Euro area external trade surplus 0.4 bn euro, 9.5 bn euro deficit for EU27
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The first estimate for the euro area (EA16) trade balance with the rest of the world in March 2009 gave a 0.4 bn euro surplus, compared with -2.3 bn in March 2008. The February 2009 balance was -1.0 bn, compared with +1.7 bn in February 2008. In March 2009 compared with February 2009, seasonally adjusted exports rose by 1.4% and imports by 0.6%.
The first estimate for the March 2009 extra-EU27 trade balance was a deficit of 9.5 bn euro, compared with -19.6 bn in March 2008. In February 2009 the balance was -10.8 bn, compared with -13.3 bn in February 2008. In March 2009 compared with February 2009, seasonally adjusted exports rose by 2.5% and imports by 0.7%.
EU27 January-February 2009 detailed results
The EU27 energy deficit decreased (-38.6 bn euro in January-February 2009 compared with -58.0 bn in January-February 2008), while the surplus fell for chemicals (+10.1 bn compared with +13.6 bn) and for machinery and vehicles (+11.3 bn compared with +21.9 bn).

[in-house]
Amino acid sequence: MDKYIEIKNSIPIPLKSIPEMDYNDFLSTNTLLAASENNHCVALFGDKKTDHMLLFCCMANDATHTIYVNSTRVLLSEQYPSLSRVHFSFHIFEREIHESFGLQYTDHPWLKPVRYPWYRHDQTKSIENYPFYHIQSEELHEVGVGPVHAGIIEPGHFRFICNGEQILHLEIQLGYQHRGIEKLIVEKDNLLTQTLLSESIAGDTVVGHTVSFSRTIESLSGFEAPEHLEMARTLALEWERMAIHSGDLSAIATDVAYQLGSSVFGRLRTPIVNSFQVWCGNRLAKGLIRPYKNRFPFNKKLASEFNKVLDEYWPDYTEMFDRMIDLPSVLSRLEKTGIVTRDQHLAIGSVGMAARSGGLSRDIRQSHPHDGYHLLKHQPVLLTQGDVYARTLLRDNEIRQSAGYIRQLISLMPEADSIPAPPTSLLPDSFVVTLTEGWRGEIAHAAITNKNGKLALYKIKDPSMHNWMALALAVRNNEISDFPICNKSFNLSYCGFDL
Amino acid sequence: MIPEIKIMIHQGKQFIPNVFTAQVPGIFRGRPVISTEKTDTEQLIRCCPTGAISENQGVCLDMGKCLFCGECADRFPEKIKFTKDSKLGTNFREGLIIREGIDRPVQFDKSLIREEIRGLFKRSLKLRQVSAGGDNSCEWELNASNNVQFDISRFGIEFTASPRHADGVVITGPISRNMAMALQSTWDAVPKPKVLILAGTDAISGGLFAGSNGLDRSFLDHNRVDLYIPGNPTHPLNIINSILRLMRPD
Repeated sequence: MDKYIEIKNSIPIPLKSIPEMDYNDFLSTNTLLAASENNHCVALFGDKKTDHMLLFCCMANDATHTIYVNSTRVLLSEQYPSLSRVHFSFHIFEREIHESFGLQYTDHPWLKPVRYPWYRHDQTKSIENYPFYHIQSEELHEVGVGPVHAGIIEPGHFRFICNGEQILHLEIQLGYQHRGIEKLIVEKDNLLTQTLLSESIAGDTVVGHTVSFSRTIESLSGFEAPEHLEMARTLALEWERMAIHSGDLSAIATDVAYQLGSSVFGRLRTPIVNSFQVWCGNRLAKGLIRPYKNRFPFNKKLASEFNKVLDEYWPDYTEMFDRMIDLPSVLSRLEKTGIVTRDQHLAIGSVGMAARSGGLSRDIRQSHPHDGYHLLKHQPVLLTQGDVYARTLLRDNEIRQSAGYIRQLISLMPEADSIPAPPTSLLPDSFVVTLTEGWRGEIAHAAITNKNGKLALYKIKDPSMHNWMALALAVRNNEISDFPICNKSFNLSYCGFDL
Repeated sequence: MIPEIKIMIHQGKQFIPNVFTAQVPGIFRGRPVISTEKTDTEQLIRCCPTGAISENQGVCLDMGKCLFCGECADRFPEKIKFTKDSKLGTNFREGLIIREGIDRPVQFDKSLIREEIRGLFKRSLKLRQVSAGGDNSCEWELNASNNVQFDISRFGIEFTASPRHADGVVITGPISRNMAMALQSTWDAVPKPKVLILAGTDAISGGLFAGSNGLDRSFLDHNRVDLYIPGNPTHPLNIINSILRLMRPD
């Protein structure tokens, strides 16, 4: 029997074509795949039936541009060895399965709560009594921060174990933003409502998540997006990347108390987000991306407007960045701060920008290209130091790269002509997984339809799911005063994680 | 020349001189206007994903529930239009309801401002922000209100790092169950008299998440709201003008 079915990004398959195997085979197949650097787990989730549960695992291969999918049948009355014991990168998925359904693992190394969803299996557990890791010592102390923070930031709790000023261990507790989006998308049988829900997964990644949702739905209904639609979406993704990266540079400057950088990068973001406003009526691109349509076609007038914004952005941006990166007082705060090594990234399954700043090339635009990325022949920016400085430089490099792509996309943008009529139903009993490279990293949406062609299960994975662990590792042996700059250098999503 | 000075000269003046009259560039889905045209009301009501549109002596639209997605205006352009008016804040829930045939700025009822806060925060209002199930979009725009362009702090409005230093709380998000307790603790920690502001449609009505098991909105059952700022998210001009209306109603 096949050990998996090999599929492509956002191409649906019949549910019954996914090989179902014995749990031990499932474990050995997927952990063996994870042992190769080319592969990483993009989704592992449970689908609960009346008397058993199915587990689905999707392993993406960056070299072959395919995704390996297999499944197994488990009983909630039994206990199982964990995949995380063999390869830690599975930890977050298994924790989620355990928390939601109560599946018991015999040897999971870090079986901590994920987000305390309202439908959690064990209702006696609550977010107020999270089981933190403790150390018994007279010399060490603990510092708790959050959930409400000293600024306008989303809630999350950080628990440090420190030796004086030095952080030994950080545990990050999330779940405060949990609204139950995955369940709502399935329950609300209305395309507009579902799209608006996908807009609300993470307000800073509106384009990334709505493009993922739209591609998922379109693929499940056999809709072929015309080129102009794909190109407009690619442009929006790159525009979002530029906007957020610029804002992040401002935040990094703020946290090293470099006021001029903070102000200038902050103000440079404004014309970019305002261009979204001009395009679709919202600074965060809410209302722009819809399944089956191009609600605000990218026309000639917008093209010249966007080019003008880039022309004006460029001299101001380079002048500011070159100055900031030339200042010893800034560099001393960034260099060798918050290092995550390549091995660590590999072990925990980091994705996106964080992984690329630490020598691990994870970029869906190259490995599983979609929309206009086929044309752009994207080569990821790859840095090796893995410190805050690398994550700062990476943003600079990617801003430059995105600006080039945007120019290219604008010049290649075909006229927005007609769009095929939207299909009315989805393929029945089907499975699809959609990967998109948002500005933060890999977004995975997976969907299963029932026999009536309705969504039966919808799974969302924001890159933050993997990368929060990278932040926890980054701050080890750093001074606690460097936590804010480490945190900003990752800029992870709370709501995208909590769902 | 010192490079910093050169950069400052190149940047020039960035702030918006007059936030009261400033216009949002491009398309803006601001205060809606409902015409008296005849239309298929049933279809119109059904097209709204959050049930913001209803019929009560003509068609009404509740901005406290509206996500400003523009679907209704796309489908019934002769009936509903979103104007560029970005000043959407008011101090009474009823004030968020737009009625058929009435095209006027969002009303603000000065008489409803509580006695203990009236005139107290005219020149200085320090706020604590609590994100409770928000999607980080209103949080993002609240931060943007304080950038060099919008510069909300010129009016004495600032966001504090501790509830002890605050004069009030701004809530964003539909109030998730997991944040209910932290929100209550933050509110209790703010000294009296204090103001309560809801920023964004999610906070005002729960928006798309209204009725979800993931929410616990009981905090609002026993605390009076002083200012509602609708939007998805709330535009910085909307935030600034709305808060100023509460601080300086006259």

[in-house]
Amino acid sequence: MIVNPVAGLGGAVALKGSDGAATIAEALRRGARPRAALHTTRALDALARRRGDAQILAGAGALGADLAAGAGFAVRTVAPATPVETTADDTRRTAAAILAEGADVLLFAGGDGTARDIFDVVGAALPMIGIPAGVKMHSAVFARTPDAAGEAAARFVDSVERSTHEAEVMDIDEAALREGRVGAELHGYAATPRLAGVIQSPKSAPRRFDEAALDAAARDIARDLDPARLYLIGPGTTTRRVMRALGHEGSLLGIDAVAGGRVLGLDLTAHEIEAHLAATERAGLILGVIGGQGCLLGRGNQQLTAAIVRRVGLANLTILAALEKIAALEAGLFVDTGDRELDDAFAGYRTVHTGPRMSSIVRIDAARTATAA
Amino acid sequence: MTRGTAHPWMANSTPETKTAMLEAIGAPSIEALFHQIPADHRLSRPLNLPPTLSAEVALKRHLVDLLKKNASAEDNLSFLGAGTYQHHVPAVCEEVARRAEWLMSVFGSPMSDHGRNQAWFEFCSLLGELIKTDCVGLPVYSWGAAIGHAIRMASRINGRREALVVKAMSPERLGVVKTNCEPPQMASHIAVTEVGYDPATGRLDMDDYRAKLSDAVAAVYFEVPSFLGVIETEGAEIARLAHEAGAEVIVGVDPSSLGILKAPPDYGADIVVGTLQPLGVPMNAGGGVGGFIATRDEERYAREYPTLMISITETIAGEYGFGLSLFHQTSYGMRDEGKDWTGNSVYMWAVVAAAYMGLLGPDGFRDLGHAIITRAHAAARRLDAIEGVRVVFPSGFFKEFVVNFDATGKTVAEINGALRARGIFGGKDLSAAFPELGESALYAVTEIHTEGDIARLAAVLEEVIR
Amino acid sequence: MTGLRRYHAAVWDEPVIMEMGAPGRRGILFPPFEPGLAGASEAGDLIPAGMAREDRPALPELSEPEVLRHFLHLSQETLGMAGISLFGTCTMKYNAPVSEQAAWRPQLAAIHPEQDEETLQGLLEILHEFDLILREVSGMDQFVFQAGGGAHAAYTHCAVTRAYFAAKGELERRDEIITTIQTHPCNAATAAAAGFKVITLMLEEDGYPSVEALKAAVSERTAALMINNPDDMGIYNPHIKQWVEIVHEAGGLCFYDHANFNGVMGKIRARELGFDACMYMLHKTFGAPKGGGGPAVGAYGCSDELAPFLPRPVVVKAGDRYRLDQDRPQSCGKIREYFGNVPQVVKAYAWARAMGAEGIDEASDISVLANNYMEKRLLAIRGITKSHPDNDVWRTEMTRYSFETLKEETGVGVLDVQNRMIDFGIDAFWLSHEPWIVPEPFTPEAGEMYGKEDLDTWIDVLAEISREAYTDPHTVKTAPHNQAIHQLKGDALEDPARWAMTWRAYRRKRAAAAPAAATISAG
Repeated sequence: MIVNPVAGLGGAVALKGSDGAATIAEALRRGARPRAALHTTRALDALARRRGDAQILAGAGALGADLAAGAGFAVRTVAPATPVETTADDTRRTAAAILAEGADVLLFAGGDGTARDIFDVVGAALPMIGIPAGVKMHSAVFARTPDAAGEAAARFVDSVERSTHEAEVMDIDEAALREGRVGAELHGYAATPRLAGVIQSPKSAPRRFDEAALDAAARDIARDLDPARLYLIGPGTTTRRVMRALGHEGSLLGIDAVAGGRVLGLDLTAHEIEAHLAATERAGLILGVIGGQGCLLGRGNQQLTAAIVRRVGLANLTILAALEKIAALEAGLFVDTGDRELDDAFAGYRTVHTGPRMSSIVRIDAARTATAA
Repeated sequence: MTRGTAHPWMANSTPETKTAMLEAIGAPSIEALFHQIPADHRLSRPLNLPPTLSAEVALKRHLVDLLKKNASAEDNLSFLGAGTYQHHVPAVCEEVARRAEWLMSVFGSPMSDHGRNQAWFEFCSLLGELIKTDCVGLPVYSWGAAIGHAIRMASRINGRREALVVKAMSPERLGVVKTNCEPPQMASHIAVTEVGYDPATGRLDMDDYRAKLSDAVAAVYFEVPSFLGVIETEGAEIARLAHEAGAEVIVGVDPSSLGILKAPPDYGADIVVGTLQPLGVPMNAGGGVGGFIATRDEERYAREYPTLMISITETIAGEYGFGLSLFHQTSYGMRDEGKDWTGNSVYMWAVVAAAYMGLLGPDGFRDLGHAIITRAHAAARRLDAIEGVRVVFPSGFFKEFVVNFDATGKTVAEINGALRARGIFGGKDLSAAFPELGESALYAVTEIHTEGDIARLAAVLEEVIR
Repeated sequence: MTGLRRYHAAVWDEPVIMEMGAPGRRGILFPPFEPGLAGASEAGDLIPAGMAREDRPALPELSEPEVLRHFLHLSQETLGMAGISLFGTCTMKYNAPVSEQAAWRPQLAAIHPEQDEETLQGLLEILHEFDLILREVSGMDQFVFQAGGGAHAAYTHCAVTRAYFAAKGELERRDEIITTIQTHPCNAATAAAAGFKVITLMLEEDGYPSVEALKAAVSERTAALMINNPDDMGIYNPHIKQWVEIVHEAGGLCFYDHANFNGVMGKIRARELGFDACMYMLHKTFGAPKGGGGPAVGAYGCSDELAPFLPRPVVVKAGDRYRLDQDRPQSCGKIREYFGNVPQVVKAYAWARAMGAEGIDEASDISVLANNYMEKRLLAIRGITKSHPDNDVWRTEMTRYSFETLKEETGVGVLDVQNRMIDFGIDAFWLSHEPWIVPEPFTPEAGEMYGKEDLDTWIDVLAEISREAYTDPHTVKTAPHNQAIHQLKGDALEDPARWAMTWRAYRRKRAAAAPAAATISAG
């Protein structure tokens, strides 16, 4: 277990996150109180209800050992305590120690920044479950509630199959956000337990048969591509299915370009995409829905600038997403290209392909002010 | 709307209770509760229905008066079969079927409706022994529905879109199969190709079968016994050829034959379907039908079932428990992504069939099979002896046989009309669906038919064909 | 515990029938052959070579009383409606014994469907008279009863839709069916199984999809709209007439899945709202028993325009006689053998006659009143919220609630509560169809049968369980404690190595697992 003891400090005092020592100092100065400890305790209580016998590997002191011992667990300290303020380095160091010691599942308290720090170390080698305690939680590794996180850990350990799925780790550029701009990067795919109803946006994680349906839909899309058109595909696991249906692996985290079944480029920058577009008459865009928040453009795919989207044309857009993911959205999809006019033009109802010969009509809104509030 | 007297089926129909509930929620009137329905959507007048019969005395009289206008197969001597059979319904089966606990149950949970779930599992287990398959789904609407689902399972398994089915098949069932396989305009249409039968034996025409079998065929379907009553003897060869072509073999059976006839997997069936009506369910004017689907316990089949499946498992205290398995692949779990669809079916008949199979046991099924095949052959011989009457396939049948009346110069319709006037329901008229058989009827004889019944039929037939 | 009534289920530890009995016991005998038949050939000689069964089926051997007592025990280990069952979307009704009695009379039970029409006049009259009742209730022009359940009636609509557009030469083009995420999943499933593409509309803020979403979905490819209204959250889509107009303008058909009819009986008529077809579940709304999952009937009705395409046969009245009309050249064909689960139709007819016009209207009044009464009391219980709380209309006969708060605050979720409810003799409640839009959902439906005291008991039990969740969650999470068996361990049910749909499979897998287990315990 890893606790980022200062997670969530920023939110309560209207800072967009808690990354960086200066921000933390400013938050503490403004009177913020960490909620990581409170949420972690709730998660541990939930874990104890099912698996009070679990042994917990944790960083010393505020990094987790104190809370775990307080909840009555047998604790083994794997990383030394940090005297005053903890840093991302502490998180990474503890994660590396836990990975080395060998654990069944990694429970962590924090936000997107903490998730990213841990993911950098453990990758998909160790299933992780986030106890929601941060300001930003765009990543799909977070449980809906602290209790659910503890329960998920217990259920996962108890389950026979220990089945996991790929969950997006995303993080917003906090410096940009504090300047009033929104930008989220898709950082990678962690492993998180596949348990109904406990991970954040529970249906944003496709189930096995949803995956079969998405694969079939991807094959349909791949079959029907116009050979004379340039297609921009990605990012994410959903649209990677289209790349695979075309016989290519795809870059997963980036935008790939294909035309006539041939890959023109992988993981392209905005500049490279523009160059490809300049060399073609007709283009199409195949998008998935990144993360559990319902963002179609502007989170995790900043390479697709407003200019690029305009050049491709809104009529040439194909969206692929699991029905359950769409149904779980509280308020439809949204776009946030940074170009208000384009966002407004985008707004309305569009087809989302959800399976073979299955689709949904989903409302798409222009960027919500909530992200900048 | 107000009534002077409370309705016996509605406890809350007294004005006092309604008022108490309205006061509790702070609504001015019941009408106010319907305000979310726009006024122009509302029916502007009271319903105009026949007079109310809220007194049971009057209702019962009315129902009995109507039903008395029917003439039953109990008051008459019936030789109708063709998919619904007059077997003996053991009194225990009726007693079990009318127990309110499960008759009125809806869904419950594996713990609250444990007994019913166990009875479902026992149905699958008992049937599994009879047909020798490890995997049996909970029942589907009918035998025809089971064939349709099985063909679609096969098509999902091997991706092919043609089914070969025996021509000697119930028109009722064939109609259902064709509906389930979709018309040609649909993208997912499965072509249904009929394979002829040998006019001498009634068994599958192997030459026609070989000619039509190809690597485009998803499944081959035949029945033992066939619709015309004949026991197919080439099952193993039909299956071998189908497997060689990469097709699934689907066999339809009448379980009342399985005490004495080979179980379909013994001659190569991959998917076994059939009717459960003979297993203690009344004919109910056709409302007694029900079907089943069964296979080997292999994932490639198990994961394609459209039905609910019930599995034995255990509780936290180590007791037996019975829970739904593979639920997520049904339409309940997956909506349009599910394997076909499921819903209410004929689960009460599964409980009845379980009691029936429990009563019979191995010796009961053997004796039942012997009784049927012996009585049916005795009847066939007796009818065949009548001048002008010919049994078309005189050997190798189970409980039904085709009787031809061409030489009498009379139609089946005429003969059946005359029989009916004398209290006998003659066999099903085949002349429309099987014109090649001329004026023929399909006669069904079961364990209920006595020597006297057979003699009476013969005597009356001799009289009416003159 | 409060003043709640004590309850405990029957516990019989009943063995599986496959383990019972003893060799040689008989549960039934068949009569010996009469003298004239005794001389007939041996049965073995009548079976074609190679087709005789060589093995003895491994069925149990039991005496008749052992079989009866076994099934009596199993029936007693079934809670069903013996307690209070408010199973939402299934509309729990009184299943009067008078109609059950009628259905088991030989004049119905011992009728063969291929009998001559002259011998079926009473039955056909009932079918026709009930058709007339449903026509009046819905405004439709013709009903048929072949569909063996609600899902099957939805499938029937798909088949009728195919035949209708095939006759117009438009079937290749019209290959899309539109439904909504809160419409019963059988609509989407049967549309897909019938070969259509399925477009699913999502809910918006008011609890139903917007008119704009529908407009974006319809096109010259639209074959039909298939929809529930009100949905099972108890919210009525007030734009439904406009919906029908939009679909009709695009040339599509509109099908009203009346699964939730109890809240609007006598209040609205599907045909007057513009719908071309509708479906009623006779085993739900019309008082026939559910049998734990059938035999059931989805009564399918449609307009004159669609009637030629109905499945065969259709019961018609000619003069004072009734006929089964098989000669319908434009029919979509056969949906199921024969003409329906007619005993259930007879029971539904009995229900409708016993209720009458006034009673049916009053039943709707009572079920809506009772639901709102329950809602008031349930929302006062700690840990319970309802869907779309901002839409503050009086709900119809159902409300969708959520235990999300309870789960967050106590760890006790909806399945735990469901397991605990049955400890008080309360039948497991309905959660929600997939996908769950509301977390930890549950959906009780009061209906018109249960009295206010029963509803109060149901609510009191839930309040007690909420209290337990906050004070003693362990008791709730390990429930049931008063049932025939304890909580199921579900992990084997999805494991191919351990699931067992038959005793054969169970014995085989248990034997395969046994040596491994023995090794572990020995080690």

EU27 trade flows with all of its major partners fell. The biggest decreases were recorded for exports to Turkey (-41% in January-February 2009 compared with January-February 2008), Russia (-37%), South Korea (-33%) and India (-31%), and for imports from Russia (-39%), Turkey (-30%), Norway and Brazil (both -28%).
The EU27 trade surplus fell with the USA (+4.2 bn in January-February 2009 compared with +11.7 bn in January-February 2008) and with Switzerland (+2.2 bn compared with +3.1 bn). The EU27 trade deficit decreased with Russia (-7.2 bn compared with -12.5 bn), Norway (-6.0 bn compared with -8.5 bn) and Japan (-3.7 bn compared with -5.3 bn), and remained nearly stable with China (-28.1 bn compared with -28.3 bn).
Concerning the total trade of Member States, the largest surplus was observed in Germany (+15.8 bn euro in January-February 2009), followed by the Netherlands (+6.3 bn) and Ireland (+5.6 bn). The United Kingdom (-16.0 bn) registered the largest deficit, followed by France (-10.6 bn), Spain (-10.3 bn), Greece (-4.6 bn) and Italy (-4.5 bn).
These details are released by Eurostat, the Statistical Office of the European Communities.